Relax with after-work yoga
Do you feel tired, tense and stiff at the end of a working day? An after-work yoga flow can help relax your body and calm your mind. Find out how it works in our video with yoga instructor Stephanie Bär.
How after-work yoga works
The hustle and bustle of daily life and the dizzying demands on our attention have increased the pace of life – whether it be at school or at work. And thanks to smartphones and social media, we don’t even switch off in our free time. This means our adrenalin levels are always high, which throws us off balance. This hormone, which is produced in the adrenal glands, is really only meant for extraordinary events involving the fight or flight instinct. If we constantly overuse it, it depletes our energy reserves. Once these are used up, we simply feel exhausted all the time. An after-work yoga flow helps you relax immediately and prevents this from happening.
The yoga flow in the video has a relaxing effect on the back and hips. A series of exercises in all directions helps to open and strengthen the back. As the pelvis and hips can also be sources of tension, this after-work yoga flow has gentle exercises for these areas too. It is worth doing this sequence regularly to accustom your mind and body to feeling relaxed on a long-term basis.
Positive effects of after-work yoga
- By doing the sequence of exercises and strengthening our body, we release tension. This rectifies any imbalances in the muscles.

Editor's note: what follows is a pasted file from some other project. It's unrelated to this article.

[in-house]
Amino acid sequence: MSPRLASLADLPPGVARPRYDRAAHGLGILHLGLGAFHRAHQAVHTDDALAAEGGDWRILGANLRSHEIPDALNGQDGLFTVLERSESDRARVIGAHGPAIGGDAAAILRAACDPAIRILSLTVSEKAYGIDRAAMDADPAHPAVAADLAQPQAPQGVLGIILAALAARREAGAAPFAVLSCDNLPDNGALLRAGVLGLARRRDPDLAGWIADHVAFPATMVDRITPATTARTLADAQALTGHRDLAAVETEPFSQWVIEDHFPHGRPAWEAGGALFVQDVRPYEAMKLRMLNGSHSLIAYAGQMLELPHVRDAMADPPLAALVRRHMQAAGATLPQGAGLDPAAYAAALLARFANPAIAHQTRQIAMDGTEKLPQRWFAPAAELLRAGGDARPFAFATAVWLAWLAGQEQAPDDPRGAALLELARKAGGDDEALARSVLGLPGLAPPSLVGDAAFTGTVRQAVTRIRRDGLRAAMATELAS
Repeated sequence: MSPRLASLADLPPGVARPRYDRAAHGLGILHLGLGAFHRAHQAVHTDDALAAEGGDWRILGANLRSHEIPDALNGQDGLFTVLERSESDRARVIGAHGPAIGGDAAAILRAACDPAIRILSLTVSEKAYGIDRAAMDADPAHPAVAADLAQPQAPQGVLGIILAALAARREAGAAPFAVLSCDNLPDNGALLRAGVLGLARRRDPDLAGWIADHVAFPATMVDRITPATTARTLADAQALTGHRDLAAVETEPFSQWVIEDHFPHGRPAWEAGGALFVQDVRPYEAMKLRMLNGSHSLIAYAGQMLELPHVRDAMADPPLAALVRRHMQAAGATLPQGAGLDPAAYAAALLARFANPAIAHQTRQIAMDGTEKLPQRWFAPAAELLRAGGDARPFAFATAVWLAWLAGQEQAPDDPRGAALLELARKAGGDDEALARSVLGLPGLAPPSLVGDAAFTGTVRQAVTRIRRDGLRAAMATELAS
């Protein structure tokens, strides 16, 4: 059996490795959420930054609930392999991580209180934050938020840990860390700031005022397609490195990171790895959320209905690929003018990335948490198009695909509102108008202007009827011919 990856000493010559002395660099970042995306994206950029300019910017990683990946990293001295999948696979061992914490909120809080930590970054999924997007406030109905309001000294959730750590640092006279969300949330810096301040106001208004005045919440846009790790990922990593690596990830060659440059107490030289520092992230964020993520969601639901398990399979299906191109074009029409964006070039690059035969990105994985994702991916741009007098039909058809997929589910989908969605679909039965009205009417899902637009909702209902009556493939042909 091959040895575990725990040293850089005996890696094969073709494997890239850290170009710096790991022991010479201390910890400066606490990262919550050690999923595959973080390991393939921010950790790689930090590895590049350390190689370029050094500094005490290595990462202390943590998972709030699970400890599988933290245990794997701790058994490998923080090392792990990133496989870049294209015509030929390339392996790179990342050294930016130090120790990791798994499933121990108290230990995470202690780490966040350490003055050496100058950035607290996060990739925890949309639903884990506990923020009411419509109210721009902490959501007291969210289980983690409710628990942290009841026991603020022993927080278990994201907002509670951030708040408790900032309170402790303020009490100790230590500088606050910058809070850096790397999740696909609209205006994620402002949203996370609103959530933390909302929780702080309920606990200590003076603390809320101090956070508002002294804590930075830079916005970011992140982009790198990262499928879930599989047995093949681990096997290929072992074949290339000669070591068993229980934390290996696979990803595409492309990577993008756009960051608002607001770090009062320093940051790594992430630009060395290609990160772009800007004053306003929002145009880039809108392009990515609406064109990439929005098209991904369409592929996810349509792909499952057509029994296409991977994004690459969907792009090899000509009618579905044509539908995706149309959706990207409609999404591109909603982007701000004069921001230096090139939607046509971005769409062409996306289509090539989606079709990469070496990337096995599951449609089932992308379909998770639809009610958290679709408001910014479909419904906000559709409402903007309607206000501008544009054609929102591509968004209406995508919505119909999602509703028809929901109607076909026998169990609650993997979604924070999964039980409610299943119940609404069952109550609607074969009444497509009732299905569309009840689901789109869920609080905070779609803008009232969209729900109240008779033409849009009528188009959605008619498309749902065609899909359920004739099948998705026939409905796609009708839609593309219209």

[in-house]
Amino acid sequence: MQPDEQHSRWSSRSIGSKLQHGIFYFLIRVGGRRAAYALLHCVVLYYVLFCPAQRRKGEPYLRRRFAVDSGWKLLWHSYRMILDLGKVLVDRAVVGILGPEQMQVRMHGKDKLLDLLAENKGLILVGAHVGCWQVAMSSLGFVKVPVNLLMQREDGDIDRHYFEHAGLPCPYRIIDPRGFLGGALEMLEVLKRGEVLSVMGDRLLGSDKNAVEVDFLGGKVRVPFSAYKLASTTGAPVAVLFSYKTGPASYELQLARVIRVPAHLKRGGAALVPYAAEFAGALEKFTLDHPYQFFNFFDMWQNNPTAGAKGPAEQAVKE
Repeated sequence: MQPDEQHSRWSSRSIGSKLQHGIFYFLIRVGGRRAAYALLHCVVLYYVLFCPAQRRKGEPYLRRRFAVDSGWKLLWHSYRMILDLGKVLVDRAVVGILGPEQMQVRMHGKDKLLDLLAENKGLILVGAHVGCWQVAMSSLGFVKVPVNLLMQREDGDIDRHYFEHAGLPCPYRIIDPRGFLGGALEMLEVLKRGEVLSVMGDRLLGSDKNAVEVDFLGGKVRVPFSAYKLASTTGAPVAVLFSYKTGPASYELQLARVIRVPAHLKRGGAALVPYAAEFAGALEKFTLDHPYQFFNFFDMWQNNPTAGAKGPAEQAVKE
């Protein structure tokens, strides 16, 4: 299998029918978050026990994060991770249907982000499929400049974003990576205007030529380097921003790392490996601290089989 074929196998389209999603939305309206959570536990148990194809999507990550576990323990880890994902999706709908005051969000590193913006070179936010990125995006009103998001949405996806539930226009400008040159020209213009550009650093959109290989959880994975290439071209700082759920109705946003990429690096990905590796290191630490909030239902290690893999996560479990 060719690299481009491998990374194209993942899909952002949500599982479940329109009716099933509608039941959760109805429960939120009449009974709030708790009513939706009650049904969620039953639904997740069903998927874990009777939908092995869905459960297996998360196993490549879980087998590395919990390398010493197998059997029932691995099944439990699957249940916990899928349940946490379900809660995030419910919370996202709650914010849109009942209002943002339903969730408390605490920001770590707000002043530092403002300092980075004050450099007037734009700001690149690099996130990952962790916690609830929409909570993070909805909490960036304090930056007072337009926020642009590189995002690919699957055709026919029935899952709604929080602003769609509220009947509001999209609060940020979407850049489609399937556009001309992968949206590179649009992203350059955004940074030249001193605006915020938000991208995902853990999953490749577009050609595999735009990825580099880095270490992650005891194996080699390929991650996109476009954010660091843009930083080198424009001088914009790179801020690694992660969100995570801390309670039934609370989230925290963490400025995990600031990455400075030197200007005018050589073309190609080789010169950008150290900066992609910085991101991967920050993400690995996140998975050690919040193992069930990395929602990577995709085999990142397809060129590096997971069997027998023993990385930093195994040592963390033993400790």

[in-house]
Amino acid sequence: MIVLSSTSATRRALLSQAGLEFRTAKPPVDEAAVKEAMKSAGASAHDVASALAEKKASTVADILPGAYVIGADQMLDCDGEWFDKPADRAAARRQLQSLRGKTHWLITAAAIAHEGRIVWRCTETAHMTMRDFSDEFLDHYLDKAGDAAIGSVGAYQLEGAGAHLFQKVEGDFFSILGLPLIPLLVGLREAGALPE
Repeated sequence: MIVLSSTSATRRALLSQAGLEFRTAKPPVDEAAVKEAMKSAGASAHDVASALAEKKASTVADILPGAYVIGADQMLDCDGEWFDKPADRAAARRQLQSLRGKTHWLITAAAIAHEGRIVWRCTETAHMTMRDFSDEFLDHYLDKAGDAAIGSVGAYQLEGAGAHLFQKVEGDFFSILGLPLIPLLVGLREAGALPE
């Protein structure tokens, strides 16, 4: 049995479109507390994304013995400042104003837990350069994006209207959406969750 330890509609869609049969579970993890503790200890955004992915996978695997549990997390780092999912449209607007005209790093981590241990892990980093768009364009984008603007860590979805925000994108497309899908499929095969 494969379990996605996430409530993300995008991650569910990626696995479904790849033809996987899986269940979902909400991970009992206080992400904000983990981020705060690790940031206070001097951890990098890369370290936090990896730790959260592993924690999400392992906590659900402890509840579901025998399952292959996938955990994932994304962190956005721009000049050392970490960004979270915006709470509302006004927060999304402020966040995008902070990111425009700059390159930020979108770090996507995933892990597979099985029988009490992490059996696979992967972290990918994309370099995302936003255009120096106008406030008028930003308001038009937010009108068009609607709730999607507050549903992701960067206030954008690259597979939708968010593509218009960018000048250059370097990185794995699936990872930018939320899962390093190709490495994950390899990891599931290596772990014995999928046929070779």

- The breathing exercises have a direct impact on our nervous system, thus boosting our emotional and mental well-being.
- As stress gradually builds up, we eventually feel it in the body as tension and later as pain or – in the worst case – illness. If we are aware of this mechanism, we know that we are responsible for our well-being and that we can do something good for our body and mind every day.
- The later in the evening that you do the after-work yoga, the calmer and gentler it should be. The main part should comprise gentle stretches and calming breathing exercises. Following these exercises with meditation, e.g. observing your breathing, will help calm your nervous system.
Stephanie studied physical education and sport at ETH Zurich. She then went on to teach sport at a secondary school and used movement therapy to help substance abusers, adults with cancer and children with asthma. Today she teaches Lu Jong healing yoga, which is linked to Tibetan Buddhism and its teachings, at the Volketswil community centre. She has also practised ballroom dancing for over 20 years and is interested in the traditional culture behind it. The tranquillity she finds in daily meditation brings sparkle and spontaneity to her life and teaching. Stephanie lives in Uster and she teaches as a freelancer both there and in Volketswil.